Matthew Gambino

Four years ago President Trump declared that “American carnage stops right here” – here being the U.S. Capitol at which he was delivering his inaugural address. That is also where the carnage of an unprecedented desecration by American citizens of their own national shrine to democracy began and ended on Wednesday, Jan. 6.

The carnage was five dead, more than four dozen injured and the world’s oldest democracy gravely wounded. This on top of last summer’s nationwide protests of the killing of Black people by police, the terrorizing of immigrants by the federal government, an economy brought to its knees, almost 375,000 Americans dead among more than 22 million infected with the coronavirus and Americans divided into camps over what is right and what is true.

The wounds of division are so broad that in about two weeks when duly elected President Joe Biden takes the oath of office, he will become the leader of millions of people who will oppose his legitimacy and his every action, as well as that of his party.


Under the U.S. Constitution we’re free to disagree, to state our opinions, to wave our flags and banners – but peacefully. We are Americans, one nation under God. We are brothers and sisters, not mobs of anarchists. We must learn to agree on the common good where we can and disagree, if we must, with charity.

President Trump’s term is nearly at an end. How do we go forward now? We’ve got a great many national crises that need all our unified energies. They must not be wasted on deepening divisions so this group or that can strut that they alone are the defenders of America. Leave the slogans, the conspiracies and the falsehoods behind.

Trump clearly did not win the presidential election. The preponderance of evidence indicates no massive and secret fraud that “stole” the election. A dangerous precedent emerges when a president or his followers coerce state lawmakers to overturn the will of voters and prevent federal legislators from accomplishing the peaceful transfer of power.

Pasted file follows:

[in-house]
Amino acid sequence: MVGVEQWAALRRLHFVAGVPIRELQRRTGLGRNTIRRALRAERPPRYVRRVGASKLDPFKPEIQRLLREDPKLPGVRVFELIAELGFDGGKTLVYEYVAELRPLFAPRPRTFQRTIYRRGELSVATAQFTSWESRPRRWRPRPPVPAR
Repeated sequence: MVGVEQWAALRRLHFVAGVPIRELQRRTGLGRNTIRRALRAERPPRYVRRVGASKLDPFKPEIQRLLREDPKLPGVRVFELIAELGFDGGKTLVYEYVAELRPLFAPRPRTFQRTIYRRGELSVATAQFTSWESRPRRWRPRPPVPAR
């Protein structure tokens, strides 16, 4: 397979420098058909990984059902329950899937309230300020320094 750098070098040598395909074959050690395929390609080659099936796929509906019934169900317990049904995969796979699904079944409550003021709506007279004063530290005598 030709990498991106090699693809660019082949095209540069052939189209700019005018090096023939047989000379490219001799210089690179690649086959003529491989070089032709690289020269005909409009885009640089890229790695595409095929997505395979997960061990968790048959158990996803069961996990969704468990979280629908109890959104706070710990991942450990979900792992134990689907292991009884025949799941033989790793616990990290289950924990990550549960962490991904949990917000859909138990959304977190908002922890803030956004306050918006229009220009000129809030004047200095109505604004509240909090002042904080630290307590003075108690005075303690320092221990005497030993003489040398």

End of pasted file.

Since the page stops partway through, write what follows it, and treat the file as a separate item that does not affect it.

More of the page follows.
Maybe we’ve hit bottom of this “American carnage,” and perhaps we need a gut check to face the crisis of this moment when democracy, truth and civic virtue are under siege.

Americans have had to face misguided notions before, and we’ve overcome them. Isolationism faded after Pearl Harbor and the U.S. led its allies in defeating global fascism. The civil rights movement marched forward despite entrenched racism that has only ebbed, never vanished.

America can overcome its darkest impulses. Through respectful and peaceful dialogue Americans can again redefine who we are and chart where we are going. But we must hold our leaders — and ourselves — to the highest principles.

Truth matters. Virtue matters.

They are not heavenly abstractions. They are fundamental to human society and they should be the bedrock qualities we first assess of our chosen leaders, before their policy proposals.

An America led by people characterized neither by truth nor virtue, or tolerated uncritically by their followers, cannot endure as we know it. If we accept corrupt leaders, we risk becoming a corrupt republic. Or, eventually, not a democratic republic, but a dictatorship.

In one day we glimpsed America in 2021: public servants working in a democratic Congress to transfer power to our next elected president despite a mob running amok. Democracy has held, for now.

We can keep it, if we choose, through diligence and reliance on God’s grace, and with the help of Mary, Mother of the Americas, to whom we turn our prayers in this hour of need.


Gambino is the editor of